Creating in the coliving sector
In this Meet an entrepreneur video, Aurélien Dobbels and Nicolas Legay,
co-founders of Cocoonut since 2020, share their entrepreneurial adventure in the co-living sector in Luxembourg.
- What were the steps to bring your idea to life?
- The first big challenge?
- How long between the idea and the launch?
- How has the project evolved?
- What business model and profitability?
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Even if we have a great technological tool, if we don’t have a house to put people in, it’s useless.
Creating in the coliving sector
Aurélien Dobbels and Nicolas Legay, co-founders of Cocoonut since 2020
What were the steps to bring your idea to life?
I’m an expat here myself, so it’s not very far. But in any case, I still had to face the challenge to find an accommodation that was not necessarily very good, not practical and relatively expensive
and so it resonated right away. I carried on with this project but I ran out of steam and so I went back to work for the International Bank in Luxembourg where I met Nico and we both ran quite a lot. During a race, we talked about coliving and he liked it too. It went from an idea to a few slides, then from a few slides to a business plan, then from a business plan to registration to the RCS and a small fundraising, the first buildings and then it all came together. In any case, we are delighted now to be entrepreneurs and to have left our former life as employees.
The first big challenge?
It’s about getting started. It sounds a bit silly to say it like that, but it is to find the first project on which you can create the MVP. Some MVPs are easier to create than others. When you are full tech, it is relatively simple. Here, we’re going to talk about user experiences, about flatmates. So you have to find a rather large property to accommodate multiple tenants. And it was this first step that was the most complicated to find.
Even if we have a great technological tool, if we don’t have a house to put people in, it’s useless. And in Luxembourg, the legislation on colocation and coliving is relatively restrictive.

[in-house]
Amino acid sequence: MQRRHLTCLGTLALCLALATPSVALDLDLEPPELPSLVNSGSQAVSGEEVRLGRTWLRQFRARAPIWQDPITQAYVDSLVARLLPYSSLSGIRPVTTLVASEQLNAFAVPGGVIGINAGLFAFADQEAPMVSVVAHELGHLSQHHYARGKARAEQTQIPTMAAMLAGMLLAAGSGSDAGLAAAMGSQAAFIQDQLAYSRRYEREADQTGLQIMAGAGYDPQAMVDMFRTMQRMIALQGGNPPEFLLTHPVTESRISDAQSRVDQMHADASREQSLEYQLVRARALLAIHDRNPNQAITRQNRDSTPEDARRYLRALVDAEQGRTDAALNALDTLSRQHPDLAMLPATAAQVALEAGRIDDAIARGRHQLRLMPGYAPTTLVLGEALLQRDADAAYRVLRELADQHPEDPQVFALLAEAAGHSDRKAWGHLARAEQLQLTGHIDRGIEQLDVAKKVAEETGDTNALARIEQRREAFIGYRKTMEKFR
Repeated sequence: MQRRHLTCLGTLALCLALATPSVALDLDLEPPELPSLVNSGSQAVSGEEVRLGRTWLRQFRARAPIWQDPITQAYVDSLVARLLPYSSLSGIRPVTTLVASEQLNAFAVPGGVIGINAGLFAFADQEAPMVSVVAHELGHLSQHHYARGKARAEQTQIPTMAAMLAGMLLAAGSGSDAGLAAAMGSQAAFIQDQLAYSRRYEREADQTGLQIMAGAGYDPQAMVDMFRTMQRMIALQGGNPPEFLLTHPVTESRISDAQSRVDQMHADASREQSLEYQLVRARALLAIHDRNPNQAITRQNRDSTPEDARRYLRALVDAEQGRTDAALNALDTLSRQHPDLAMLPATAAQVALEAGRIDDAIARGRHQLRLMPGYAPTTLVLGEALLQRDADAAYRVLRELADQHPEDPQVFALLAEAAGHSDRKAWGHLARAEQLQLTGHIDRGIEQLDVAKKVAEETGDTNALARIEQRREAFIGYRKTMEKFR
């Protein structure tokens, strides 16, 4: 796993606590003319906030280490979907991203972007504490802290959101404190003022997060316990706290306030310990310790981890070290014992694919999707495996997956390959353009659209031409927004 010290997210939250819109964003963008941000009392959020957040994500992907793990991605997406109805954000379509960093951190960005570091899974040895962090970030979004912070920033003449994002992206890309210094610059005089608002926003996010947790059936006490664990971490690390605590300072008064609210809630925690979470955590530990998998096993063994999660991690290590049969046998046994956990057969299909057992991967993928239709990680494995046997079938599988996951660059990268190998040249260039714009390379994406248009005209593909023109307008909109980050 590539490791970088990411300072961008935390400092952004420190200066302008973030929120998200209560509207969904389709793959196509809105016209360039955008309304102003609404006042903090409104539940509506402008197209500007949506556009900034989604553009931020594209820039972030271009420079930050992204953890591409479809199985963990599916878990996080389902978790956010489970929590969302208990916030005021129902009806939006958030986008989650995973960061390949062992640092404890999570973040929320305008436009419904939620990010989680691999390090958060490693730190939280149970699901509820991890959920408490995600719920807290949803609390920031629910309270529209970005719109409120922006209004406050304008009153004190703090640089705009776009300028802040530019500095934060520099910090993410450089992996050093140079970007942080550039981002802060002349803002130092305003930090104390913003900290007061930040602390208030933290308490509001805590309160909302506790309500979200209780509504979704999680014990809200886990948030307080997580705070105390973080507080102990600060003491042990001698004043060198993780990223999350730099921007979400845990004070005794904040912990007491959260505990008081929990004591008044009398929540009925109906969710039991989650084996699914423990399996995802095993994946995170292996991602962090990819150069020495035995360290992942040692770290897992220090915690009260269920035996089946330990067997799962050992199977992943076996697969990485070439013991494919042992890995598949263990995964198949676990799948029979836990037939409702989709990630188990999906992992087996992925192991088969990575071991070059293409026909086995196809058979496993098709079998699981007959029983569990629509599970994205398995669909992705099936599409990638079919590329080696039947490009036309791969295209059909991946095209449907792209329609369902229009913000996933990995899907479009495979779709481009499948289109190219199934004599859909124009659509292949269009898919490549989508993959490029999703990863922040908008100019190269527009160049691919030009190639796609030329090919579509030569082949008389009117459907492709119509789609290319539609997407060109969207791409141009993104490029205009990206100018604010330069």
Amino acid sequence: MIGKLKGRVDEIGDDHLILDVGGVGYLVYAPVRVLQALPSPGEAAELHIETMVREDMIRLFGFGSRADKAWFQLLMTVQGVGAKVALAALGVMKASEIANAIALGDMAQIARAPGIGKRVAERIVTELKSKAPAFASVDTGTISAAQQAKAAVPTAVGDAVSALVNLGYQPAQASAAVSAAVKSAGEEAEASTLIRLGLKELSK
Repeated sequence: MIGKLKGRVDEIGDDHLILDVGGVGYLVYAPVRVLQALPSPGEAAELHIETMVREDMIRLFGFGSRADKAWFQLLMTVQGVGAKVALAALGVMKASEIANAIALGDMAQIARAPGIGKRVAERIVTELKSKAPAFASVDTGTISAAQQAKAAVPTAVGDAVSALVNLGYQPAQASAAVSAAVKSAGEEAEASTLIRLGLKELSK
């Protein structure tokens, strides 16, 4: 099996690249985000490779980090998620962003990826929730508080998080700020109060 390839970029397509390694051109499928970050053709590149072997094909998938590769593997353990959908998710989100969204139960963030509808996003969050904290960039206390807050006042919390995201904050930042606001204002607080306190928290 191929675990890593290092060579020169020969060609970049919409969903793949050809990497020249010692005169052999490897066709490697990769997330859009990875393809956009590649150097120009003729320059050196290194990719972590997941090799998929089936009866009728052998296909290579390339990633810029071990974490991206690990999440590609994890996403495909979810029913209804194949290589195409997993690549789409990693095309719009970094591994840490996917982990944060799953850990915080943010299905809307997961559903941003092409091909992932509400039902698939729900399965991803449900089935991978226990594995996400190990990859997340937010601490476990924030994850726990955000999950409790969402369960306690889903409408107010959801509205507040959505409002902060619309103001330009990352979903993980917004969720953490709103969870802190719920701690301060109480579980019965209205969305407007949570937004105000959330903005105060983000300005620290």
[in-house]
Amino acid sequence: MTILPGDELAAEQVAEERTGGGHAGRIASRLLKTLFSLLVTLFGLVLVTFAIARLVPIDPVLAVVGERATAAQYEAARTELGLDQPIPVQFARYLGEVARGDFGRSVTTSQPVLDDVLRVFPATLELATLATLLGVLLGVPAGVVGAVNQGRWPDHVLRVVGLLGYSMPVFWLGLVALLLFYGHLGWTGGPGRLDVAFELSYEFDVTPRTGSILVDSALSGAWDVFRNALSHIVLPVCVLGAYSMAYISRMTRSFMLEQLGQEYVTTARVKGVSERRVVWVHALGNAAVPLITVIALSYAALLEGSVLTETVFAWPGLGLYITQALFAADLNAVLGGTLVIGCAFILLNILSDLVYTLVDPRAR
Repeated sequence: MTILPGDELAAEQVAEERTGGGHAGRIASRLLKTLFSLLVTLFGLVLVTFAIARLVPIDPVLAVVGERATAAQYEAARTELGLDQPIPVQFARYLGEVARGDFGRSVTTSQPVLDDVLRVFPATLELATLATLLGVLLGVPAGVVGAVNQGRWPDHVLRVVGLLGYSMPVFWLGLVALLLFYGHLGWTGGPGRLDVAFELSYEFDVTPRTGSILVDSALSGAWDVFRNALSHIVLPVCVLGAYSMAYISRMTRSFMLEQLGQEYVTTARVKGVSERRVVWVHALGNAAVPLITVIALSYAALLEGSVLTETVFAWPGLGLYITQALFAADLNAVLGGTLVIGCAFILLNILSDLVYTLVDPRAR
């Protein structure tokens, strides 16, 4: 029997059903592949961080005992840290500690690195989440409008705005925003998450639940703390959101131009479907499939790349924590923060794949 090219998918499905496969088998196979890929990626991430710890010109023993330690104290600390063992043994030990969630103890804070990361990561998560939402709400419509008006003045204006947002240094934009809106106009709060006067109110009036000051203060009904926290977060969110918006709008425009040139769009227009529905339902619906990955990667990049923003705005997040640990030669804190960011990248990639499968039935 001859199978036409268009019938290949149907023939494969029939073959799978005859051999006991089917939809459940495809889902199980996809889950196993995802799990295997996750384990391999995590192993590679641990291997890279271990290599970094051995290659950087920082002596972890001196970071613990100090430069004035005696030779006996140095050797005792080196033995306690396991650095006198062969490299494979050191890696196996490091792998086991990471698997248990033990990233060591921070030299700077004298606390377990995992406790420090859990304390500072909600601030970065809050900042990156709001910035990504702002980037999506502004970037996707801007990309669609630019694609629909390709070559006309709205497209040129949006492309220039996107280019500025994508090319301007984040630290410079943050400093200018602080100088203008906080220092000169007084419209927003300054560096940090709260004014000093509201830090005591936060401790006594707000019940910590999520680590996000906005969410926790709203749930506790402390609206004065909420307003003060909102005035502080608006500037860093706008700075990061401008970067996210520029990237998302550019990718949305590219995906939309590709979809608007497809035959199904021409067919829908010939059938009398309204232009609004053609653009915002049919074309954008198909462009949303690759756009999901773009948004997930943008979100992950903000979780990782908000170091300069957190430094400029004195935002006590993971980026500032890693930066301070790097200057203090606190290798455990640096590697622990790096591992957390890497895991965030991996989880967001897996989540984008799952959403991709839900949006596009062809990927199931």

And there aren’t many houses that are suitable for it, at least not the existing ones. That’s why it took us a long time to get our first house and once we had it, we had to do the work, and therefore between the moment we created it and where we welcomed our first tenants, it took, I would say, a long year.
How long between the idea and the launch?
We started to talk about it in July 2019 and created the company in February 2020. We raised funds in September 2020 and welcomed our first tenants in June 2021.
How has the project evolved?
We went through several stages, that is to say that to create the first property where we would welcome our first tenants, we said to ourselves “well, we have to buy a house”. And then comes the question of the acquisition capacity, which we didn’t have. So we said to ourselves “let’s become tenants of this house”. And there too, there were many constraints that we had to deal with, notably finding the right landlord to come and rent and to sub-let to co-tenants. And then finally, we met our first investors quite quickly, with whom we discussed that it was rather natural to become space managers rather than tenants, and to find a format where finally we had investors and landlords on one side. And then we, as operators, property managers, space animators to manage it all. So in the end, finding that right format is what took us time and each time we said to ourselves “OK, we don’t want to be landlords, we don’t want to be tenants”. Let’s become managers.
What business model and profitability?
We’ll start with an initial discussion with the investor or landlord to find out which projects we’ll work on together and reach an agreement. This is also a first way to get paid, knowing that the promise for the landlord is that there is an investment in furnishings to be made. But the objective is that it can add value to future rents. Then there is the delivery stage, until tenants are welcomed and the property is finally ready for occupancy. There, our role will be to manage the property and take management fees like a traditional real estate agency which will take certain percentages of the rents. We will take between 8, 10, 12% depending on our missions which are defined with the landlord and it is our other source of income.
Indeed, there is one more intermediary. But using our services increases the profitability of the properties we offer.
One of our strengths is our ability to guarantee, at least on paper, a maximum occupancy rate due to our operation. In other words, today we have a somewhat industrialized approach to the rental management aspect. In our indicators, it usually takes between a few minutes to a few hours to find the next tenant. So we don’t have a rental void at all.